G’Vine GCP 2012
GCP 2012 Winner, Shaher Misif of Cantina, San Fransisco: the Interview
In a wrap up to this year’s GCP 2012 coverage, we asked and Shaher answered:
How will winning the GCP 2012 title change your life/career over the next year?
It means I’m going to become much sexier from drinking all the gin I just won!!! Ha! I’m not sure. I am very interested to see. I have been welcomed with much praise in San Francisco. I think it is a big win for the city!
I just wanted to get people wasted! ;-D I developed the Floraison cocktail, purely based on what my understanding of the summer-ball was. It had to be eye-catching when people held it so others would come to my table. Assuming the weather would be warm, I wanted the cocktail to be crisp and refreshing on the palate. I wanted people to come back, so it had to be light and easy so people would want to drink two instead of one.
I like that G’Vine is made from grapes. For instance in a Martini, being that it is made from grapes, G’Vine is able to play very well with vermouth.
Which challenge did you enjoy the most and why?
Finding a new way to hide my roomie Ricky’s mattress every night! Oh wait that wasn’t really a challenge! I enjoyed the Summer-Ball challenge the most. It was the challenge that most signified what we do as bartenders every day. You can design a drink, you can know the history about it, but if you don’t know how to work a crowd or please a single guest it means nothing!
I didn’t enjoy the written TEST!!! Damn you Phillip Duff! I just wasn’t prepared. I thought I would study the material in my off-time in France, but when I got there I let Cognac consume ME!
You did well in the personality round (ranking first) – how did you prepare for that?
I did 96 pushups and two cartwheels to prepare for the personality test!
One of the nice things about the GCP is that it brings together bartenders from all over. What did you learn from your fellow finalists over the course of the week that was new or surprising in terms of bartending or cocktails?
I learned that no matter who you are or where you come from, everyone likes to Suck that Pig!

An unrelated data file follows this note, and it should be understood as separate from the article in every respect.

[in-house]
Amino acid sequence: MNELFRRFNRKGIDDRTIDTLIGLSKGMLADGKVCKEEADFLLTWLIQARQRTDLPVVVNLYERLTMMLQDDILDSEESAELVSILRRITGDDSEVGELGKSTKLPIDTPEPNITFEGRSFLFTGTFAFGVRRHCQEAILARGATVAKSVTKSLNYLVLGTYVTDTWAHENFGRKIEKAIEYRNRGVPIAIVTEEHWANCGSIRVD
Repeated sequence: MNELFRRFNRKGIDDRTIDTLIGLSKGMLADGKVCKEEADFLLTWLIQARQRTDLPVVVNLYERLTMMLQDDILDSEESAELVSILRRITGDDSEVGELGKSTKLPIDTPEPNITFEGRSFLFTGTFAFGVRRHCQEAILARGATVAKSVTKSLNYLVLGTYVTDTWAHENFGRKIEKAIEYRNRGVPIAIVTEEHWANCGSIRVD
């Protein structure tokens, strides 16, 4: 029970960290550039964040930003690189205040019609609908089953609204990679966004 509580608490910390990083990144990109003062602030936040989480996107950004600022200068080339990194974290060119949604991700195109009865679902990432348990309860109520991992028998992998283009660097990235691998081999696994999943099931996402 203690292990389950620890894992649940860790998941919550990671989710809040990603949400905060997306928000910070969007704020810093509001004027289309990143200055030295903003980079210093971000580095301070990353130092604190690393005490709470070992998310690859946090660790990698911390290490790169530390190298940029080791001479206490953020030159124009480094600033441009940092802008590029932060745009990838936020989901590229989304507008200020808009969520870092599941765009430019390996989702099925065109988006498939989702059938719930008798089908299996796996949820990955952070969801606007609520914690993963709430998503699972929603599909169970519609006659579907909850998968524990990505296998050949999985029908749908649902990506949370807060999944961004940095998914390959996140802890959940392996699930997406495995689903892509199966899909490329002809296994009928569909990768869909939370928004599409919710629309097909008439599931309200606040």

My best memory had to be Ricky Paiva and I playing musical chairs on the bus. The cruise was awesome too! It was great downtime to get to know all the other finalists from around the world.
What advice would you give to next year’s GCP finalists?
My advice for next year’s GCP finalists is come with your A-Game! All your competitors are Bad-Asses and are there for that reason!
What’s your drink of choice?
My drink of choice is a Negroni stirred by Gary Regan’s Finger
Congratulations to Shaher and big thanks for taking the time to answer our questions. And now for his winning cocktail:
60 ml G’Vine Floraison
40 ml White vermouth
10 ml Orgeat syrup
20 ml Lemon juice
20 ml Sugar syrup
40 ml Tonic Angostura Bitter
2 dashes of ground Aleppo pepper
Shake all ingredients and strain into a longdrink glass. Complete with tonic water. Garnish with a cucumber slice and an orchid flower.
The Final Fourteen: GCP 2012 Finalists
Now that the GCP 2012 is wrapped up and everyone is back behind their usual bars, I present to you the fourteen finalists and their GCP Summer Ball cocktail creations.
Jessica Arnott, Victoria Room, Sydney
Jessica brought the whole package to GCP 2012: stellar bar skills, outgoing personality and va-voom sense of style. A formidable contender, she placed in the top three in six of the eight challenges. Her GCP bar showcased her eye for aesthetics in a chic celebration of crimson complete with fresh roses and calming candles. And, she also just might boast some of the coolest tats of the group.
La Belle Epoque
40 ml G’Vine Nouaison
10 ml Apricot Eau De Vie
20 ml White grapefruit juice
10 ml chamomile and nutmeg infused honey water A dash of egg white
2 dashes Bittermen’s Boston Bittahs
Dry shake, then shake with ice and fine strain into a martini glass. Garnish with grapefruit zests and chamomile flowers.
Mischa Bonova, Stitch, Sydney
Along with Jessica, Mischa joined the GCP 2012 as a “Wild Card” earning her place with this video. With a calm confidence and ready smile, Mischa shook her way to second place in the Summer Ball Sales challenge with her crowd pleasing jungle themed cocktail. Plus, who doesn’t love a girl that travels with her own big green feather boa?
50 ml G’Vine Floraison
30 ml freshly squeezed Pineapple juice 15 ml white grape shrub
10 ml fresh lemon juice
15 ml Averna
5 dashes orange bitter
Shake all the ingredients, strain over 1 big chunk of ice into bigger old-fashioned.
Garnish: pineapple and grape covered by brown sugar – sugar caramelised with the torch on the pan. Then skewered and attached to the rim of the glass together with a big pineapple leaf by using a small tweak.
Amanda Boucher, Candelaria, Paris
Amanda doesn’t just bring exceptional skills and a cracking personality to the bar. She ups the ante with one crucial element: smarts. And she more than proved it, placing in the top three for the Make Your Own Gin and Personality Challenges. Notably, she ranked highest in guest reading showing she’s not just got the cocktail know how, but the instincts to take the experience to another level.
40 ml G’Vine Nouaison
1 trait d’Absinthe
1 barspoon Dry Curaçao Triple Sec
10 ml Crème de Noyau de Poissy blanc 10 ml Sugar syrup
15 ml Lemon juice
Top with Champagne
Shake all the ingredients except the Champagne and strain into a martini glass. Top with champagne and garnish with a pansy flower and a lemon zest.